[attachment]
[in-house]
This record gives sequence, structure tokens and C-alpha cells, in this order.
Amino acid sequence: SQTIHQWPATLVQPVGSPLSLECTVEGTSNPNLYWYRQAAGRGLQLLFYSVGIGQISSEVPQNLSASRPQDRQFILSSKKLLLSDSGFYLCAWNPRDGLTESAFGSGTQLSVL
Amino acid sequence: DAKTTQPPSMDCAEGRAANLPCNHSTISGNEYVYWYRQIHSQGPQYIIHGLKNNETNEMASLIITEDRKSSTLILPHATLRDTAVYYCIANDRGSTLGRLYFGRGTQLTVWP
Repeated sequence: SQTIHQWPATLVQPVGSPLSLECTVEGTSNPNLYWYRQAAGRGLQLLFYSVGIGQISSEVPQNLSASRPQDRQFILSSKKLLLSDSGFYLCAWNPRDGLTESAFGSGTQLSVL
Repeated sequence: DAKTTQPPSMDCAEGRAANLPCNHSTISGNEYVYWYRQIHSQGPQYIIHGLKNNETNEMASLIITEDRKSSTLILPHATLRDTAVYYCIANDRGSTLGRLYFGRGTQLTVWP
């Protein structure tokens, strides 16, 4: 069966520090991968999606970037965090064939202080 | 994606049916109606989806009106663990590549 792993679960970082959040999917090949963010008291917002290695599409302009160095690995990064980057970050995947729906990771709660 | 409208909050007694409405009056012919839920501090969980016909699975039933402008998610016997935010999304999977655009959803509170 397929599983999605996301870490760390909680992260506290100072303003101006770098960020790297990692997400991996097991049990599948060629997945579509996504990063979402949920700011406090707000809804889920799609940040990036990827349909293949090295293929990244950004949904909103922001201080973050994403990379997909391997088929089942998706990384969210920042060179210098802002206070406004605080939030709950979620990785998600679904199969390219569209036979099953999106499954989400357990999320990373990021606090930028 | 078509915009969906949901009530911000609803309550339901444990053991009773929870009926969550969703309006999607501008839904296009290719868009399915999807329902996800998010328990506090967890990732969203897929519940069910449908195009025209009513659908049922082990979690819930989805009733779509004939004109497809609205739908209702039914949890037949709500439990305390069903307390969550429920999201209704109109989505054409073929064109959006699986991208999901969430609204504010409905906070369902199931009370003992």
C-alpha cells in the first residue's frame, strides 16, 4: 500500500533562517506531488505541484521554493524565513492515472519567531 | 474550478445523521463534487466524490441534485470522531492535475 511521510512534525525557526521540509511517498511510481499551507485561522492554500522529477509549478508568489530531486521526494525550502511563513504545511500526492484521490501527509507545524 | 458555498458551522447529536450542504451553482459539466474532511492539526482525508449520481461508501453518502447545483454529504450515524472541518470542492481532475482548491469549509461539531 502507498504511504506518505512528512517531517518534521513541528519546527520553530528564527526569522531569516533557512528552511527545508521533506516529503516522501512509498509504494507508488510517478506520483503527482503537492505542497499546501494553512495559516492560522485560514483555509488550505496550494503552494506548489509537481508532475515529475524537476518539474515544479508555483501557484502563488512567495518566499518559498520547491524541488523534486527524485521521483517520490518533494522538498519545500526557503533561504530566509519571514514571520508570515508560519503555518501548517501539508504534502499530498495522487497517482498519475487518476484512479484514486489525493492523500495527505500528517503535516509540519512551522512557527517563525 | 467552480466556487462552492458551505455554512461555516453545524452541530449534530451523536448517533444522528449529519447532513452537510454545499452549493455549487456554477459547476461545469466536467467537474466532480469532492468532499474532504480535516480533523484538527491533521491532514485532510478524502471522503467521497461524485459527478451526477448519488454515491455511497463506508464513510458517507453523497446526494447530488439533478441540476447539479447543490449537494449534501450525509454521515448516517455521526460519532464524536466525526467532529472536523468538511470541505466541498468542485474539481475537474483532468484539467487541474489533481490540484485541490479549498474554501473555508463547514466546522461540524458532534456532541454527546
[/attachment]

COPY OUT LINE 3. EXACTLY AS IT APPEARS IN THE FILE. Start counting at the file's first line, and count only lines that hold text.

Amino acid sequence: SQTIHQWPATLVQPVGSPLSLECTVEGTSNPNLYWYRQAAGRGLQLLFYSVGIGQISSEVPQNLSASRPQDRQFILSSKKLLLSDSGFYLCAWNPRDGLTESAFGSGTQLSVL